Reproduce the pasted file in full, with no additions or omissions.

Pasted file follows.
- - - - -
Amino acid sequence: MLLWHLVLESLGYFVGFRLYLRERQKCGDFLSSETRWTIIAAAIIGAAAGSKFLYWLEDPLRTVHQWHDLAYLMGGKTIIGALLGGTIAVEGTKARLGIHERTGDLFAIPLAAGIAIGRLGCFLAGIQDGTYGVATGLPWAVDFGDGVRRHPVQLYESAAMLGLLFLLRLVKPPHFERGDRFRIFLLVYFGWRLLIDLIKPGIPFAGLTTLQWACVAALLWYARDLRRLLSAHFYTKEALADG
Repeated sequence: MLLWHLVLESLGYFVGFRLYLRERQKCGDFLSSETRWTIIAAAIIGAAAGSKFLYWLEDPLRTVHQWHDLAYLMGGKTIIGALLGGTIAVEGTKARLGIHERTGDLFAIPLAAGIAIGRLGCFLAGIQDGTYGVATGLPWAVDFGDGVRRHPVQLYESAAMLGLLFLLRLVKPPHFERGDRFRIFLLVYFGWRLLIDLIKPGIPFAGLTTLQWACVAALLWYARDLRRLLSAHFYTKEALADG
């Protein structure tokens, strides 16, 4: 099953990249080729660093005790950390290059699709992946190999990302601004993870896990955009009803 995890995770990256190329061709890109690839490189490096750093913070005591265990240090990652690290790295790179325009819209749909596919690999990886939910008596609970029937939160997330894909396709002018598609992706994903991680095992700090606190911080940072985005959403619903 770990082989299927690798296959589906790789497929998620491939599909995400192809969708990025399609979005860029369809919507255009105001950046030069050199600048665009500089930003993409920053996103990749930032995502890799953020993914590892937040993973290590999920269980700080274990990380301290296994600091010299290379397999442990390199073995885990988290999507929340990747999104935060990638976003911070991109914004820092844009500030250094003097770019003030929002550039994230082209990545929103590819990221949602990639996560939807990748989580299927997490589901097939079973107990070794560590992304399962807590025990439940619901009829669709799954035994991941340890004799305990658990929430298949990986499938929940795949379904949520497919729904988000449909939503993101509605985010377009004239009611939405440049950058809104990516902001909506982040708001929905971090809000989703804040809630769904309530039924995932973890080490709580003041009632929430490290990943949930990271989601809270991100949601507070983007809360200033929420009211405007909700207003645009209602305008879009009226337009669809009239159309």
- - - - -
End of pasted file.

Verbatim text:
Amino acid sequence: MLLWHLVLESLGYFVGFRLYLRERQKCGDFLSSETRWTIIAAAIIGAAAGSKFLYWLEDPLRTVHQWHDLAYLMGGKTIIGALLGGTIAVEGTKARLGIHERTGDLFAIPLAAGIAIGRLGCFLAGIQDGTYGVATGLPWAVDFGDGVRRHPVQLYESAAMLGLLFLLRLVKPPHFERGDRFRIFLLVYFGWRLLIDLIKPGIPFAGLTTLQWACVAALLWYARDLRRLLSAHFYTKEALADG
Repeated sequence: MLLWHLVLESLGYFVGFRLYLRERQKCGDFLSSETRWTIIAAAIIGAAAGSKFLYWLEDPLRTVHQWHDLAYLMGGKTIIGALLGGTIAVEGTKARLGIHERTGDLFAIPLAAGIAIGRLGCFLAGIQDGTYGVATGLPWAVDFGDGVRRHPVQLYESAAMLGLLFLLRLVKPPHFERGDRFRIFLLVYFGWRLLIDLIKPGIPFAGLTTLQWACVAALLWYARDLRRLLSAHFYTKEALADG
């Protein structure tokens, strides 16, 4: 099953990249080729660093005790950390290059699709992946190999990302601004993870896990955009009803 995890995770990256190329061709890109690839490189490096750093913070005591265990240090990652690290790295790179325009819209749909596919690999990886939910008596609970029937939160997330894909396709002018598609992706994903991680095992700090606190911080940072985005959403619903 770990082989299927690798296959589906790789497929998620491939599909995400192809969708990025399609979005860029369809919507255009105001950046030069050199600048665009500089930003993409920053996103990749930032995502890799953020993914590892937040993973290590999920269980700080274990990380301290296994600091010299290379397999442990390199073995885990988290999507929340990747999104935060990638976003911070991109914004820092844009500030250094003097770019003030929002550039994230082209990545929103590819990221949602990639996560939807990748989580299927997490589901097939079973107990070794560590992304399962807590025990439940619901009829669709799954035994991941340890004799305990658990929430298949990986499938929940795949379904949520497919729904988000449909939503993101509605985010377009004239009611939405440049950058809104990516902001909506982040708001929905971090809000989703804040809630769904309530039924995932973890080490709580003041009632929430490290990943949930990271989601809270991100949601507070983007809360200033929420009211405007909700207003645009209602305008879009009226337009669809009239159309």